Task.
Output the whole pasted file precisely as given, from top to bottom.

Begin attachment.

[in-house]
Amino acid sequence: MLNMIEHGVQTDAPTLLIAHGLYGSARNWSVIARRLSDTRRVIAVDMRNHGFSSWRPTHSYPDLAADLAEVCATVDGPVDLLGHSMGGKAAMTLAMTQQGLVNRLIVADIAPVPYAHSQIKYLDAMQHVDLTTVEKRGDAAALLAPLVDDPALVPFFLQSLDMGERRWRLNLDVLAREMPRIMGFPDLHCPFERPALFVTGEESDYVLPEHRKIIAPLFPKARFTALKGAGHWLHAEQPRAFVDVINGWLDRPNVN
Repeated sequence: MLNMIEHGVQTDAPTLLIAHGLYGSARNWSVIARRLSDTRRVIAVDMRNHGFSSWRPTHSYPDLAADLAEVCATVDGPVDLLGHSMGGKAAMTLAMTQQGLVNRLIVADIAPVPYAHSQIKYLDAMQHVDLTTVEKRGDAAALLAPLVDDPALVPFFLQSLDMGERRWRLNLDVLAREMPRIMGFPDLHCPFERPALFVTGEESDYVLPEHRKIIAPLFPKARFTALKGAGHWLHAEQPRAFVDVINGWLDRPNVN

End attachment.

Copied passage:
[in-house]
Amino acid sequence: MLNMIEHGVQTDAPTLLIAHGLYGSARNWSVIARRLSDTRRVIAVDMRNHGFSSWRPTHSYPDLAADLAEVCATVDGPVDLLGHSMGGKAAMTLAMTQQGLVNRLIVADIAPVPYAHSQIKYLDAMQHVDLTTVEKRGDAAALLAPLVDDPALVPFFLQSLDMGERRWRLNLDVLAREMPRIMGFPDLHCPFERPALFVTGEESDYVLPEHRKIIAPLFPKARFTALKGAGHWLHAEQPRAFVDVINGWLDRPNVN
Repeated sequence: MLNMIEHGVQTDAPTLLIAHGLYGSARNWSVIARRLSDTRRVIAVDMRNHGFSSWRPTHSYPDLAADLAEVCATVDGPVDLLGHSMGGKAAMTLAMTQQGLVNRLIVADIAPVPYAHSQIKYLDAMQHVDLTTVEKRGDAAALLAPLVDDPALVPFFLQSLDMGERRWRLNLDVLAREMPRIMGFPDLHCPFERPALFVTGEESDYVLPEHRKIIAPLFPKARFTALKGAGHWLHAEQPRAFVDVINGWLDRPNVN